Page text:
Facial recognition could be used for monitoring intensive care patients

Facial recognition to monitor the faces of ICU patients? It is the idea that came to a group of researchers at the hospital of the University of Yokohama, Japan. The research, presented at the congress of the European Society of Anaesthesiology, provides a fully automated and computerized system through which it is possible to monitor and perhaps even predict the unsafe behavior of patients in intensive care.

Unsafe behavior can be considered, for example, as the accidental removal of the respiratory tube. According to the first tests, the system has a fairly high precision (75% according to the researchers). The monitoring is done by means of a camera mounted on the ceiling above the bed where the patient is hospitalized.

A special automatic learning algorithm was instructed by the researchers through hundreds of hours of recording collected during the first phase, an algorithm that then proved useful in recognizing high-risk behavior in the first tests. It is a system that could make up for cases of limited personnel or that could prove useful in all those cases in which the staff itself can not continuously, 24 hours a day, monitor unconscious patients.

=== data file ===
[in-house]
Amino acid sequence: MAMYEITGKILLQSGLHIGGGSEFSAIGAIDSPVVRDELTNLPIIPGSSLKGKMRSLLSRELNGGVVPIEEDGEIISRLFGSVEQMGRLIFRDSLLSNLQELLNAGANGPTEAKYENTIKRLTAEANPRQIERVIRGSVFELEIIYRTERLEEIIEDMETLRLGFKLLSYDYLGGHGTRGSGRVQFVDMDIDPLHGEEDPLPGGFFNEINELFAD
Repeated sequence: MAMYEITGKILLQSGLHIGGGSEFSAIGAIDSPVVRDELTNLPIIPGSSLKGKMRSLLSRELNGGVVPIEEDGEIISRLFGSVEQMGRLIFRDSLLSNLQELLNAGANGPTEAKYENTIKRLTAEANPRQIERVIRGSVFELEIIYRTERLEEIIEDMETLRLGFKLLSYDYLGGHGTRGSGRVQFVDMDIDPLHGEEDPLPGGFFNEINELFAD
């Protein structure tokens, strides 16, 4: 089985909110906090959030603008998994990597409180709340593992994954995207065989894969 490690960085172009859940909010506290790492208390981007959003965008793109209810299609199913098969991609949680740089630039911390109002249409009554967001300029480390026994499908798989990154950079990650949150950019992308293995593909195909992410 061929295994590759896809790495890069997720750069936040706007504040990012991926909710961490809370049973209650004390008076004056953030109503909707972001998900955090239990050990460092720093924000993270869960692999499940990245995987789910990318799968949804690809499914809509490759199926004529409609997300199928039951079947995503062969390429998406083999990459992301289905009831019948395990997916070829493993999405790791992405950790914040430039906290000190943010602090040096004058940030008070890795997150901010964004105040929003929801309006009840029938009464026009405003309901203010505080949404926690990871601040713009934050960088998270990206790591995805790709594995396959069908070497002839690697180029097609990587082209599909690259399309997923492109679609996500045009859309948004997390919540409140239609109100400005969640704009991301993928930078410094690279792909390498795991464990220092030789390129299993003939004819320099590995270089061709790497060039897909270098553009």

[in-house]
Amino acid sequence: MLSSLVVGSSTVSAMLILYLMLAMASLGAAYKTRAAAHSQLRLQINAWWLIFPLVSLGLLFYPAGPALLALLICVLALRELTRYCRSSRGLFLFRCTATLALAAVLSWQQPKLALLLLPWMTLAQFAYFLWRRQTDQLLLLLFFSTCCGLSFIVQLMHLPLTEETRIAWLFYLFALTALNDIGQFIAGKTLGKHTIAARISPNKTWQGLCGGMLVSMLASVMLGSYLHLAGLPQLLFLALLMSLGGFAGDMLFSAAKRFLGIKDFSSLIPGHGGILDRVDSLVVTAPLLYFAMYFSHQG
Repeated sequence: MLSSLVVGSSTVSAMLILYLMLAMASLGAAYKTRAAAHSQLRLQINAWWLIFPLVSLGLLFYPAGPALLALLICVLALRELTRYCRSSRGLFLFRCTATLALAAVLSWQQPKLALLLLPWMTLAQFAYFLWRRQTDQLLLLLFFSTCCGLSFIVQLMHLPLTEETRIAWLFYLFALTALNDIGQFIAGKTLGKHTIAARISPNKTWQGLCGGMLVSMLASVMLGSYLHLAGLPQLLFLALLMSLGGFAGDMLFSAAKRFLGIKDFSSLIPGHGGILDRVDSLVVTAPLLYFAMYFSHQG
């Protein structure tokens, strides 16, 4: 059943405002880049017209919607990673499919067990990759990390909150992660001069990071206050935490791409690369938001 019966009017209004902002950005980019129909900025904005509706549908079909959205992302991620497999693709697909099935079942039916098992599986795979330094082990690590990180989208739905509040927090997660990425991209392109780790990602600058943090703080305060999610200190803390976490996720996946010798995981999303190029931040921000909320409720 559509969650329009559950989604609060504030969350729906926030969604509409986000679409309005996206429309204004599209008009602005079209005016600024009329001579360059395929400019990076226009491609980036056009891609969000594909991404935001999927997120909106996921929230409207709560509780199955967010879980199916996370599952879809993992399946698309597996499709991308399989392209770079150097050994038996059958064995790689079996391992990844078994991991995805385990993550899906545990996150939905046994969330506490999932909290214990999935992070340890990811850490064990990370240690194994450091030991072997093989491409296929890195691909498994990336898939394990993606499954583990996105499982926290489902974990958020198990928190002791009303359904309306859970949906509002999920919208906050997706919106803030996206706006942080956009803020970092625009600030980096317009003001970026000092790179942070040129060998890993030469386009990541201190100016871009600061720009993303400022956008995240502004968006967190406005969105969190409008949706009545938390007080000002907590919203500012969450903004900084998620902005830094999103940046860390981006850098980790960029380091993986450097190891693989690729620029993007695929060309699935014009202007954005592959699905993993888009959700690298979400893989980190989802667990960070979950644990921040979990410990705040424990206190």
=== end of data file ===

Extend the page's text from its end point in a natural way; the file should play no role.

“We were surprised by the high degree of accuracy achieved, which shows that this new technology has the potential to be a useful tool to improve patient safety and is the first step towards an intelligent ICU (intensive care unit) planned in our hospital,” says Akane Sato, one of the researchers involved in the project.

Kate Robinson

I am currently working on my postgraduate degree in Journalism at UNSW and contribute content here from time to time. I have had a life-long interest in science and thoroughly enjoy reading through different scientific journals.

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Kate Robinson